December 15, 2021
ACP pursues new regulatory tools and processes to achieve flexibility in rapidly evolving pharmacy environment.
The last time provincial legislation governing pharmacy practice was significantly addressed, pharmacists were granted authority to prescribe drugs. That was 2007. In ways, that seems like a lifetime ago.
Fast forward to 2021 and so much has changed in the delivery of health care—particularly pharmacy practice. Pharmacists are now substantively involved in population health, they are ordering laboratory tests and using results in their practices, pharmacy technicians have become regulated and have assumed a leadership role in compounding, and virtual care is a reality. New technologies, new opportunities, and new expectations have emerged during the last 14 years, both for patients and healthcare providers.
It’s time for a legislative refresh.
“We need to make sure we have legislation that meets future needs so we can respond to new opportunities and risks important to Albertans’ health,” said Greg Eberhart, ACP Registrar. “We want to make sure as a regulator that we have the tools to support quality assurance, compliance, and, when necessary, enforcement in a timely and cost-effective manner. Unfortunately, the current regulatory framework is steeped in history and doesn’t provide the flexibility needed for the college to be as effective as we’d like to be.”
Therefore, Council included this important goal in its 2021-25 strategic plan: There is a modern and relevant framework to regulate pharmacy practice.
To get to that desired state by the end of 2025 means the college must achieve several key objectives. First, the college will update the Standards of Practice for Pharmacists and Pharmacy Technicians (SPPPT) and the Standards for the Operation of Licensed Pharmacies (SOLP) to ensure they are current, clear, concise, and appropriately balance processes and outputs.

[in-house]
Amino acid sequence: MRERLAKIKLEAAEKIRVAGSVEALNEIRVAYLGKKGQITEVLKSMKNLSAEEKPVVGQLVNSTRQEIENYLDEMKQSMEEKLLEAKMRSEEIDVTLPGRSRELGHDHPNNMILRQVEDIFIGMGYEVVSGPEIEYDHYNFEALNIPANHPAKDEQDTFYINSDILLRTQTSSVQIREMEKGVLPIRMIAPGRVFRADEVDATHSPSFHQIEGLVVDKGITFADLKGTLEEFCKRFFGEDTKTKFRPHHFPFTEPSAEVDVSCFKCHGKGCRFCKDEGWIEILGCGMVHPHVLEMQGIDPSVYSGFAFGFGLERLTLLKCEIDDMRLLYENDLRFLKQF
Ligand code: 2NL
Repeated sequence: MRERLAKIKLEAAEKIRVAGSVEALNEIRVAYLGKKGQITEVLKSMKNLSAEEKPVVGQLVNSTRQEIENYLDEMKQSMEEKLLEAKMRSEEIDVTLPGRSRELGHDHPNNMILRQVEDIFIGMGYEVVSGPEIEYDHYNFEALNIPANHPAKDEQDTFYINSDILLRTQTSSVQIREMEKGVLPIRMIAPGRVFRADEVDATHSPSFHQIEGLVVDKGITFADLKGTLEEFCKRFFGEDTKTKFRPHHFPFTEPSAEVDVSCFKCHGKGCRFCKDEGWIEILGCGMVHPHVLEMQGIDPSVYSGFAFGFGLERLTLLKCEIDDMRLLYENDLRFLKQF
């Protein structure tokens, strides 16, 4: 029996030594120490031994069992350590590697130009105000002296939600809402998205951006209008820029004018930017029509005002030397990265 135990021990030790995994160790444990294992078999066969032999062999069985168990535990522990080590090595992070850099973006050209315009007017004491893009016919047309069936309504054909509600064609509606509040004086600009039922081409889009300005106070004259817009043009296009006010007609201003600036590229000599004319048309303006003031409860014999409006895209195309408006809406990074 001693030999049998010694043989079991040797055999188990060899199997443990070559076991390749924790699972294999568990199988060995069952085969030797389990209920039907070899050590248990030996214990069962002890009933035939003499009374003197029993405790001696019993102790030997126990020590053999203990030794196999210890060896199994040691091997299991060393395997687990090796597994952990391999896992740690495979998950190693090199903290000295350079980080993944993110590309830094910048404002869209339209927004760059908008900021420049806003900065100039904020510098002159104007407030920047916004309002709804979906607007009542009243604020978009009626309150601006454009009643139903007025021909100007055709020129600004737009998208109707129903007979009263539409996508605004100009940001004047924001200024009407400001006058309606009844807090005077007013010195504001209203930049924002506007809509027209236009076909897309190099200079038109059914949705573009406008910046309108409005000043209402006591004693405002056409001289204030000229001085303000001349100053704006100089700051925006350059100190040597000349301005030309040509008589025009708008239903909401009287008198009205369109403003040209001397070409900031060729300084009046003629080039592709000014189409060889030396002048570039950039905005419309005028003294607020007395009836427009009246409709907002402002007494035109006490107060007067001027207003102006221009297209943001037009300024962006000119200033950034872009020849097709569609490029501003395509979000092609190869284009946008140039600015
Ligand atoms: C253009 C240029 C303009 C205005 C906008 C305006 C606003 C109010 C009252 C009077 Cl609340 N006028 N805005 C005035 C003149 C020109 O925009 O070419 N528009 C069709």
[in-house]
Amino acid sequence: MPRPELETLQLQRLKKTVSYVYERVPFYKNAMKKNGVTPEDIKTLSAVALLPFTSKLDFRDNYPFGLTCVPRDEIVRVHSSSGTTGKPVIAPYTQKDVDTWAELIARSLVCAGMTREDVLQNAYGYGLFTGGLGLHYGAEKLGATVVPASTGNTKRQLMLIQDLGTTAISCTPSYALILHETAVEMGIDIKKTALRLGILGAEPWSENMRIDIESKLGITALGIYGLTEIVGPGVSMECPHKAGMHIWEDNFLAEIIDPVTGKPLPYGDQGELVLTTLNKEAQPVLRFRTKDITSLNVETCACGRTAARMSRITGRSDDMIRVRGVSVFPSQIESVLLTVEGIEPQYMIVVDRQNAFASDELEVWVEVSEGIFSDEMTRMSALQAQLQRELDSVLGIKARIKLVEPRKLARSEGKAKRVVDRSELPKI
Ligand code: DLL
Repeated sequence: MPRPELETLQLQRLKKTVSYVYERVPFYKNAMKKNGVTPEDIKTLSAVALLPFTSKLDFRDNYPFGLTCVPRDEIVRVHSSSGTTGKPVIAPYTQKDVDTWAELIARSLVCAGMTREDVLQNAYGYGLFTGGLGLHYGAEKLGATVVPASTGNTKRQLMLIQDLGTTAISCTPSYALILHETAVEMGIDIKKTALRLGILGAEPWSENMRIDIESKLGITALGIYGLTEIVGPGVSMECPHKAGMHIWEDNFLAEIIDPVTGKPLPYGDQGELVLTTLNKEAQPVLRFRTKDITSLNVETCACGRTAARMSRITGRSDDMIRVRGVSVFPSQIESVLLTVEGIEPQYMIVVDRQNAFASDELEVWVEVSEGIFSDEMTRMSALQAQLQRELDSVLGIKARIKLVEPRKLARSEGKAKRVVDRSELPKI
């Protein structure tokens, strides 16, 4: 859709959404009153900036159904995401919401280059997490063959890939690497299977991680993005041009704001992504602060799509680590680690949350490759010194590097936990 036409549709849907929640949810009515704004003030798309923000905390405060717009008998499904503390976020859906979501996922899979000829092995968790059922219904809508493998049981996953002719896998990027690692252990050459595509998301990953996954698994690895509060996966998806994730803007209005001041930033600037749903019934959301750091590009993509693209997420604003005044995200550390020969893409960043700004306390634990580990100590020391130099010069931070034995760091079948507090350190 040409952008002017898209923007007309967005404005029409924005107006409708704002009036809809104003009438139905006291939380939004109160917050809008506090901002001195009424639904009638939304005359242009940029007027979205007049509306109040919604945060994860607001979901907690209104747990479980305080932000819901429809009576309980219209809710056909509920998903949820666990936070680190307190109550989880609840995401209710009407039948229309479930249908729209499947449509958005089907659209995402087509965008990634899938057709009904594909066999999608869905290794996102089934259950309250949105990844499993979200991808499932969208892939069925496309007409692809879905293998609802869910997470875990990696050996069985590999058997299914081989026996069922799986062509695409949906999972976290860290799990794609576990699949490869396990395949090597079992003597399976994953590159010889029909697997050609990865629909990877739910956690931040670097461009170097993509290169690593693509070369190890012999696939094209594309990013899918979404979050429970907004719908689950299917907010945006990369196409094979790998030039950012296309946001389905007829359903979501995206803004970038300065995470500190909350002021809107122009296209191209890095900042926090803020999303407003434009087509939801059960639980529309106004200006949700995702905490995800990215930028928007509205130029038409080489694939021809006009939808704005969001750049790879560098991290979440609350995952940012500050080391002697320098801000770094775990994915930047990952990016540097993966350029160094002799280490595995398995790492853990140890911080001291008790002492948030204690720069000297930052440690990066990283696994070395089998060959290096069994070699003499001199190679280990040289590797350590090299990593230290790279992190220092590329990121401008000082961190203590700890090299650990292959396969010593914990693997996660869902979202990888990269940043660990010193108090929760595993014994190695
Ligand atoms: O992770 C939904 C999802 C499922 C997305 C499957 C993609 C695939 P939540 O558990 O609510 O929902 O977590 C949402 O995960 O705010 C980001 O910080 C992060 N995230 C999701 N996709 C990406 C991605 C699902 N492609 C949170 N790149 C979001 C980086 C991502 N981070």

“One of the most significant contributions pharmacy teams make is achieving appropriate drug therapy to benefit their patient’s health,” said Greg. “In being responsible to individuals and to the system, we need to structure our standards to support practice and behaviours that put patient health and the safe, appropriate, and effective use of drugs first. We need to restate our standards to make them more patient centred. We need to bring the clinical care component up front, with acts related to compounding and dispensing secondary. Simply stated, there will be more emphasis on the decisions made by regulated members, and why they were made, as compared to what they did and how they did it.”
Technical standards will likely continue to be prescriptive, however, those related to patient care will use more “output” based language, placing greater emphasis on the decisions made by regulated members that impact patients. This will be a significant cultural shift, building upon the broad scope of practice in Alberta.